Prompt recognition and appropriate, often aggressive, treatment is key to recovery and preservation of vision.

Case Example 1
A 27-year-old Caucasian woman presented with bilaterally decreased vision and pain. Her visual acuity was 20/200 bilaterally, with a signficant myopic shift. Intraocular pressure was measured to be 55 mmHg in both eyes and slit lamp examination revealed shallow angles bilaterally with 360 degrees of iridocorneal touch. Fundus examination was notable for bilateral choroidal effusions. Fluorescein angiography (Figure 1) demonstrated hypofluorescent spots outside the arcades with no evidence of leakage. Indocyanine green (Figure 2) showed hypercyanescent spots in the same areas. Both eyes showed diffusely thickened choroid on OCT (Figure 3).

The patient was started on IOP-lowering drops and cycloplegics, as well as 60 mg of oral prednisone. One week later, IOP returned to normal, vision improved, and OCT showed clear improvement, in choroidal thickness. The patient’s systemic corticosteroids are currently being tapered.
Case Example 2
A 43-year-old Caucasian man presented to an outside ophthalmologist with a complaint of a red right eye. He was initially diagnosed with episcleritis and started on topical steroids. He then developed pain waking him from sleep, along with proptosis and restriction in eye movement. An orbital process was suspected and CT was ordered, demonstrating increased choroidal thickening of the right eye (Figure 4). He was referred to the uveitis service, where B-scan was performed (Figure 5) and he was diagnosed with anterior and posterior scleritis and started on oral prednisone. He was tapered over several weeks but flared, and thus required steroid-sparing systemic immunosuppression with methotrexate. The patient’s inflammation has resolved and he’s quiet and pain free.  REVIEW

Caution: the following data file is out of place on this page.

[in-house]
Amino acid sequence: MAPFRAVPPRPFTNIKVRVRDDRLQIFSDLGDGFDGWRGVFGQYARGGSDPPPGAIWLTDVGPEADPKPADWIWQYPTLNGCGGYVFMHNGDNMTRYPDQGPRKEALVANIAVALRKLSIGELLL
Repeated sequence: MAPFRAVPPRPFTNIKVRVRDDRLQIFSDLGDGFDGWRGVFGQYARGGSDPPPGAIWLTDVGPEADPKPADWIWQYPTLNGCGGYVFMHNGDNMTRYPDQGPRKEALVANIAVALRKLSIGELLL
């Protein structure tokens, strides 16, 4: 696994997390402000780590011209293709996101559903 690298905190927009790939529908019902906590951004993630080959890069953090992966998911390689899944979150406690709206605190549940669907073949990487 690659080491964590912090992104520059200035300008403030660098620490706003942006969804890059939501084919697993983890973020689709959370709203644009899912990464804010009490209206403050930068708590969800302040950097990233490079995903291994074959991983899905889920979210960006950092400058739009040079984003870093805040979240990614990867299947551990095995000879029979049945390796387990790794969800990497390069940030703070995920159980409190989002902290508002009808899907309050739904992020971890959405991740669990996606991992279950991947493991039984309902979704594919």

Dr. Rifkin is a uveitis specialist who practices at Ophthalmic Consultants of Boston. She’s also director of the Uveitis Service at New England Eye Center, and is an assistant professor of ophthalmology at Tufts School of Medicine. She can be reached at

1. Lavric A, Gonzalez-Lopez JJ, Majumber PD, et al. Posterior Scleritis: Analysis of Epidemiology, Clinical Factors, and Risk of Recurrence in a Cohort of 114 Patients. Ocul Immunol Inflamm 2016;24:1: 6-15.
2. Auer, Herborn, Indocyanine green angiographic features in posterior scleritis. Am J Ophthlmol. 1998;126:3:471-6